for highlighting and long-term learning?
Examine the materials the students are engaged with and hypothesize the most worthy objectives
from this examination of the material


Do the students know what the objective is? Quick-interview students about what they’re
learning, what terms mean, what strategies they are using


What is the objective supposed to be given the curriculum being followed? You have to have
access to the curriculum guide to answer this.

Is doing the activity or task the students are doing likely to lead to learning the learning
they are supposed to be learning? Do the activity yourself, or a little bit of it, to see it the
answer to this questions is “yes.”


What is the impact of teacher planning on how the learning is proceeding?


What is the impact of teacher decisions on how the learning is proceeding?
Your literal notes on class dialog are where you go for these connections.

What is the impact of teacher interactive moves during the class on how the learning is
proceeding? Your literal notes on class dialog are where you go for these answers too.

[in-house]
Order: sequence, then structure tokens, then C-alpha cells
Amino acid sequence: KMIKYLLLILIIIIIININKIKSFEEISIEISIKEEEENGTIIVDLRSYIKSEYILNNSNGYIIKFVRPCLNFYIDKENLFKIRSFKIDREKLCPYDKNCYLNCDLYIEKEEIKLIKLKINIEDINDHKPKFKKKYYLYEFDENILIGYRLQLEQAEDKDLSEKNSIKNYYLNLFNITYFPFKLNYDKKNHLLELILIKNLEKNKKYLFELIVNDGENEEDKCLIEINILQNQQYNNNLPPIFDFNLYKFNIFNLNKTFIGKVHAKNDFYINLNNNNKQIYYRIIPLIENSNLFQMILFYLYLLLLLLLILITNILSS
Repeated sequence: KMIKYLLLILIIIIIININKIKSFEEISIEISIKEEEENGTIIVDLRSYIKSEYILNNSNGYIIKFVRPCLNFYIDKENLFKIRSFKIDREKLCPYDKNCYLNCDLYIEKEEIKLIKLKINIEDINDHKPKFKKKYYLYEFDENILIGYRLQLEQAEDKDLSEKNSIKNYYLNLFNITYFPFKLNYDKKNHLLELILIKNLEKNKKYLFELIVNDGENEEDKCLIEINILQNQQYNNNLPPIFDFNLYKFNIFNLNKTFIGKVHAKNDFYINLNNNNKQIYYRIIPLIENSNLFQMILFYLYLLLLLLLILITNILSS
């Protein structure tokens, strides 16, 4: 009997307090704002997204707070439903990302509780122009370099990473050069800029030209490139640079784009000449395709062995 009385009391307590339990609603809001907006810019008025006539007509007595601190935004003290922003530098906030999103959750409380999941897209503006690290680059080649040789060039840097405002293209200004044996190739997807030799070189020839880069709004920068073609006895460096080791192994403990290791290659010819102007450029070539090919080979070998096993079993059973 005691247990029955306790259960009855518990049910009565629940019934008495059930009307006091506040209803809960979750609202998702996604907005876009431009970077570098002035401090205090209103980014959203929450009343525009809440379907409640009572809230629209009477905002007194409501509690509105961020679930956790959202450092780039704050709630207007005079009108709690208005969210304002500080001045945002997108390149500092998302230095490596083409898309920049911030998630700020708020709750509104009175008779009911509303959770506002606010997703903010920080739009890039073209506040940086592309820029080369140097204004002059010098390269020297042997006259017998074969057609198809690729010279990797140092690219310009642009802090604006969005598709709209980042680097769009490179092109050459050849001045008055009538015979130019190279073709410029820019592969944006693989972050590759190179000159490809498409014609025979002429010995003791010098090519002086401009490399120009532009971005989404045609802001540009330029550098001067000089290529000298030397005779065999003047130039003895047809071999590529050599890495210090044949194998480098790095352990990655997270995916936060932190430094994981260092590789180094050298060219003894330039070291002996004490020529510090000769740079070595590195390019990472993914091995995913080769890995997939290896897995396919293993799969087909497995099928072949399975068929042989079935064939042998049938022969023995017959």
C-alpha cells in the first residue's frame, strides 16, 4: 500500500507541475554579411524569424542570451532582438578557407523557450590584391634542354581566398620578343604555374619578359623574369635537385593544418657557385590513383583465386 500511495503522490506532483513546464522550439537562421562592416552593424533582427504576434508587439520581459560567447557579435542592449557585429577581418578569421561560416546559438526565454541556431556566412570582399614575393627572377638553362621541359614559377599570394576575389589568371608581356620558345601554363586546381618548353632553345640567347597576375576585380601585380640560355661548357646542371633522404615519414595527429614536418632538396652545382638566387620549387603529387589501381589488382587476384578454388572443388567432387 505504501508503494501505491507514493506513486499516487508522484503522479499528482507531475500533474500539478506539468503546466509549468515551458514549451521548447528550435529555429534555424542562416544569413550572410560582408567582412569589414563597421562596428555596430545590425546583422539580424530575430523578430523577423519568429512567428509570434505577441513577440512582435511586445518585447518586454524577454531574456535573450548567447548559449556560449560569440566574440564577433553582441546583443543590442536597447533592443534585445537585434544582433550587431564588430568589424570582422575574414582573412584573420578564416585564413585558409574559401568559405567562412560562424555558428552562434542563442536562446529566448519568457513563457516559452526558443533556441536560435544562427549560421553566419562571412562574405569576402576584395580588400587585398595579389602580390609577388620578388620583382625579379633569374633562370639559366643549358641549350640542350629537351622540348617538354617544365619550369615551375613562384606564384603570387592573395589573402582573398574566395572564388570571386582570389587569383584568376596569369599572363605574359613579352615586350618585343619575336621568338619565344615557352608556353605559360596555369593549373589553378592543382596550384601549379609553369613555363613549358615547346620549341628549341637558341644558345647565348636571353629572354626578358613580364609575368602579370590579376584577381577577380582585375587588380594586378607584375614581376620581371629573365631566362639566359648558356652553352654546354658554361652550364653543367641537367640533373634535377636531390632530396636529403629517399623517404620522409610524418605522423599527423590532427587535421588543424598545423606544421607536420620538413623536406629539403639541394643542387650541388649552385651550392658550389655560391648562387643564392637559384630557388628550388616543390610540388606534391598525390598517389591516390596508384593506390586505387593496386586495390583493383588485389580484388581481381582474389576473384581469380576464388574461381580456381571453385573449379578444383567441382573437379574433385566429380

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II. GENERIC SKILLS TO DEVELOP:
Be able to take detailed literal notes including
   • literal dialog from teachers and from students
   • time notations that show how long the different activity chunks and transitions took

Capture sufficient literal data about teacher-student interaction to be able to do a balanced
analysis of salient events in C, E, I format (i.e., a balance of Claims, Evidence, and Impact
statements.)

Capture teacher moves and dialog with students that are evidence of connection between teacher
behavior and student learning.

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       Research for Better Teaching, Inc. • One Acton Place,
Acton, MA 01720 • (978)263-9449 • www.rbteach.com
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OTHER DATA TO GATHER:
Scan the charts, diagrams and models that are on the walls. Are they current? Are they
academically relevant? Most of all, are they useful to students in remembering of guiding how to
do something?

On a diagram of the class, write down the patterns of who is called on, who responds, and how
the teacher responds to the students’ answers.

Note what artifacts in the room are evidence of routines, e.g., a triple ring binder where each
day a students records homework assignments and class notes for absent kids to use for catch-up
when they come back to class.

Follow a teacher around and listen in on conversations with individuals and small groups when
the teacher is asked for help, or volunteers with tips, corrections, or questions.

Note the movement of the teacher and which students get attention and what kind of attention.

Record examples of feedback you see on student work from the teacher. (You may have to look
in folders or notebooks for this.)




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       Research for Better Teaching, Inc. • One Acton Place,
Acton, MA 01720 • (978)263-9449 • www.rbteach.com